Scientists seeking rare river crayfish aren't just kicking rocks

As far as anyone can tell, the cold-water crayfish Faxonius eupunctus makes its home in a 30-mile stretch of the Eleven Point River and nowhere else in the world. According to a new study, the animal is most abundant in the middle part its range, a rocky expanse in southern Missouri -- with up to 35,000 cubic feet of chilly Ozark river water flowing by each second.

Because the crayfish is so rare, environmental authorities are considering listing F. eupunctus as an endangered species. But doing so requires a thorough accounting of its population size and distribution. To achieve this, researchers at the Illinois Natural History Survey at the University of Illinois used both old-school techniques and newer, high-tech methods.

"The traditional way to find crayfishes in this type of river is a method called kick-seining," said graduate research assistant Christopher Rice, who conducted the study with Christopher Taylor, the INHS curator of fishes and crustaceans, and Eric Larson, a U. of I. professor of natural resources and environmental sciences.

"You take a mesh seine attached to two poles and stand out in the stream, and someone else kicks rocks and flushes water and crayfishes down into the net," Rice said. Once caught, the animals can be counted, measured and sexed -- all valuable data for those hoping to conserve them. In the new study, the team kick-seined a dozen 1-square-meter plots at each of 39 sites along the river and in several smaller tributaries feeding it.

That effort found F. eupunctus at 21 of 39 sites sampled. None of the crayfish were found in any of the tributaries.

The researchers also used a technique called environmental DNA. They collected river water at each of the 39 sites, taking it back to the lab to filter and test it for F. eupunctus DNA.

"One of our goals was to compare eDNA with kick-seining, to see how these methods performed in relation to one another," Taylor said.

Scientists are still trying to work out how to use eDNA to study animals in different habitats. Using the technique in streams and rivers can be especially tricky, Larson said.

"An animal's DNA can degrade within hours or days in the water, depending on a lot of factors," he said. Temperature, ultraviolet light and the acidity of the water can influence the rate at which it degrades.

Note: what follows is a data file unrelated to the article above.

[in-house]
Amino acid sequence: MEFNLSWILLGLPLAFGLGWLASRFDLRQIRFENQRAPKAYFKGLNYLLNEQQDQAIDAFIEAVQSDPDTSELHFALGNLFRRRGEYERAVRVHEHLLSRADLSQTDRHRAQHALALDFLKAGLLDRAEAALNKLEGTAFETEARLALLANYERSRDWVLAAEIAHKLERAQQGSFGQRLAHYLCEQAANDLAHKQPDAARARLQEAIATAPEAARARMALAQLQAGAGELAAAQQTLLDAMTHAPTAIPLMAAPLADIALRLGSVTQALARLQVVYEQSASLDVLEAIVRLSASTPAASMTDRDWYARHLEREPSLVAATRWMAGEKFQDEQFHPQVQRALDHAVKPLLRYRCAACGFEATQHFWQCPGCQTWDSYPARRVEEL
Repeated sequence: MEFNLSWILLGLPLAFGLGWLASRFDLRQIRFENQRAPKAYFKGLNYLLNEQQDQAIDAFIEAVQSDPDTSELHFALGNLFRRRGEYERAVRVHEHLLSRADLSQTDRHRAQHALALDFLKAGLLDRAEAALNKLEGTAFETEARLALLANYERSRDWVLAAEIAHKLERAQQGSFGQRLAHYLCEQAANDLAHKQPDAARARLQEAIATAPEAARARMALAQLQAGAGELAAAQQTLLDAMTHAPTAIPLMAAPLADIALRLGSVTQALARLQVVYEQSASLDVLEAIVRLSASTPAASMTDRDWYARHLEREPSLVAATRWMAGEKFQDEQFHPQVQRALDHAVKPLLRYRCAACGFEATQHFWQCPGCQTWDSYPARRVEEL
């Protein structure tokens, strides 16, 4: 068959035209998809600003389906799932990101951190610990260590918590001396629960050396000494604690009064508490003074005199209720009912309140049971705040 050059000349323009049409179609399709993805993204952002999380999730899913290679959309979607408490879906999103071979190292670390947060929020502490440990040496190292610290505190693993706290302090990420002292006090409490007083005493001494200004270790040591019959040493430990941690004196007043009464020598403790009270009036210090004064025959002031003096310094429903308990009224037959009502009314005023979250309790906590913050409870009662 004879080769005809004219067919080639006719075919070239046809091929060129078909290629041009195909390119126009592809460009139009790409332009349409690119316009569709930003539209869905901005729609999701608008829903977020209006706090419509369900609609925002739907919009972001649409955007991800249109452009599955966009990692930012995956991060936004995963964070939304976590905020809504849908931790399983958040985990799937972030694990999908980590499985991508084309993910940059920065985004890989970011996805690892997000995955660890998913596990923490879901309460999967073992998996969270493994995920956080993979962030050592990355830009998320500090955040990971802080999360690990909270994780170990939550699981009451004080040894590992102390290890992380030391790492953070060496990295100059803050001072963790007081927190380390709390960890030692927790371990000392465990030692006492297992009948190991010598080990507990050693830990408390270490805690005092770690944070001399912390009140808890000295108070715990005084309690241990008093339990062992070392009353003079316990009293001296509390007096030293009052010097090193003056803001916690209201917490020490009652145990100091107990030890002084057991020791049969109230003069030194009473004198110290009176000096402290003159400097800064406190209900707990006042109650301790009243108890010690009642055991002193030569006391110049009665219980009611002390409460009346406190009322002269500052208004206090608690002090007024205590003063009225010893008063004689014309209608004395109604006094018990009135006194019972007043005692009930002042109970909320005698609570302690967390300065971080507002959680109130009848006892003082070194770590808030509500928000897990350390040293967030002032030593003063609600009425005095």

"This makes eDNA a very useful detection tool," Larson said. If the DNA stuck around for years, scientists might mistakenly believe that an animal was present when it had died out years earlier.

River water also moves, transporting the DNA away from where it was originally shed by the animal in the form of skin, other tissues or secretions. The team didn't know whether eDNA would be able to detect crayfishes in the portions of the Eleven Point River where they were present.

The eDNA testing corroborated the kick-seining data, detecting F. eupunctus DNA at 19 of the 21 sites where the team had found it before. It also found no evidence of the critter in the smaller streams feeding the river.

This adds to the evidence that F. eupunctus is very rare and lives only in the Eleven Point River, providing useful information for conservationists and resource managers, Taylor said.

While eDNA could fairly reliably determine whether an organism was present, it was not useful as a way of measuring abundance at specific locales, the researchers found.

"The ability of eDNA to work in this type of ecosystem is very exciting," Taylor said. "But our study also shows the value of doing traditional sampling. We did find the species at two locations where the eDNA did not. We also were able to directly measure abundance with the kick-seining method."

The researchers report their findings in the journal Freshwater Biology. The United States Department of Agriculture National Institute of Food and Agriculture Hatch Project and the Missouri Department of Conservation supported this research.